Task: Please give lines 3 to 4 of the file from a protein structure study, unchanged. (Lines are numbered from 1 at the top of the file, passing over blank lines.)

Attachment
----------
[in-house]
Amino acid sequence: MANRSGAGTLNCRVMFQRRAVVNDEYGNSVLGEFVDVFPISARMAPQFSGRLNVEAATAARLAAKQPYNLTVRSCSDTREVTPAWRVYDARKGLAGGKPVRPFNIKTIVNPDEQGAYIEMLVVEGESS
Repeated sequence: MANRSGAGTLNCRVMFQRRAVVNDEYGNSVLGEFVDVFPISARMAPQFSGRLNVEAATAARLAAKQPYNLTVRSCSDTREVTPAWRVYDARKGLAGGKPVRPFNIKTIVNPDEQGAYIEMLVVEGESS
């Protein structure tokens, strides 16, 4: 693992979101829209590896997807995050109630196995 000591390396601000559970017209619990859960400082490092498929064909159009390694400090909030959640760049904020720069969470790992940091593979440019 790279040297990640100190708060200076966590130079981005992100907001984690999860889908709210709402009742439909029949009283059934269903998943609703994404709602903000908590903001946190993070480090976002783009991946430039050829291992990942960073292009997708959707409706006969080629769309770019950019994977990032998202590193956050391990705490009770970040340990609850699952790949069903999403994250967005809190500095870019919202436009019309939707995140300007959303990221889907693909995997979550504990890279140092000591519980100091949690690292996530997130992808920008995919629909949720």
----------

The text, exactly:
Repeated sequence: MANRSGAGTLNCRVMFQRRAVVNDEYGNSVLGEFVDVFPISARMAPQFSGRLNVEAATAARLAAKQPYNLTVRSCSDTREVTPAWRVYDARKGLAGGKPVRPFNIKTIVNPDEQGAYIEMLVVEGESS
């Protein structure tokens, strides 16, 4: 693992979101829209590896997807995050109630196995 000591390396601000559970017209619990859960400082490092498929064909159009390694400090909030959640760049904020720069969470790992940091593979440019 790279040297990640100190708060200076966590130079981005992100907001984690999860889908709210709402009742439909029949009283059934269903998943609703994404709602903000908590903001946190993070480090976002783009991946430039050829291992990942960073292009997708959707409706006969080629769309770019950019994977990032998202590193956050391990705490009770970040340990609850699952790949069903999403994250967005809190500095870019919202436009019309939707995140300007959303990221889907693909995997979550504990890279140092000591519980100091949690690292996530997130992808920008995919629909949720």